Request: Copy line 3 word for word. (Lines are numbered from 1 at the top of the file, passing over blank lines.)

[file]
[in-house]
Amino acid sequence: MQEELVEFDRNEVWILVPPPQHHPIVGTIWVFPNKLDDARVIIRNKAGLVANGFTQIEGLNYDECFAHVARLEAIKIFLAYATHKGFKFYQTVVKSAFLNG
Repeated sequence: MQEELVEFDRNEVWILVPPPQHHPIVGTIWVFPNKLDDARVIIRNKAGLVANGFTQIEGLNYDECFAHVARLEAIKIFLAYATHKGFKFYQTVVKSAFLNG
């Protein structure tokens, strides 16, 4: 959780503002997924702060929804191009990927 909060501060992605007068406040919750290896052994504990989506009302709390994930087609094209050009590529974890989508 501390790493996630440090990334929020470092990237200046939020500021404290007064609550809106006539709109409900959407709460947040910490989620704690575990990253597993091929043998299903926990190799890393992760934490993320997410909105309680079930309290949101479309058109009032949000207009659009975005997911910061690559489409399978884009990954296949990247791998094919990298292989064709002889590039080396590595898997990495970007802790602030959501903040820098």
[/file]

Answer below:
Repeated sequence: MQEELVEFDRNEVWILVPPPQHHPIVGTIWVFPNKLDDARVIIRNKAGLVANGFTQIEGLNYDECFAHVARLEAIKIFLAYATHKGFKFYQTVVKSAFLNG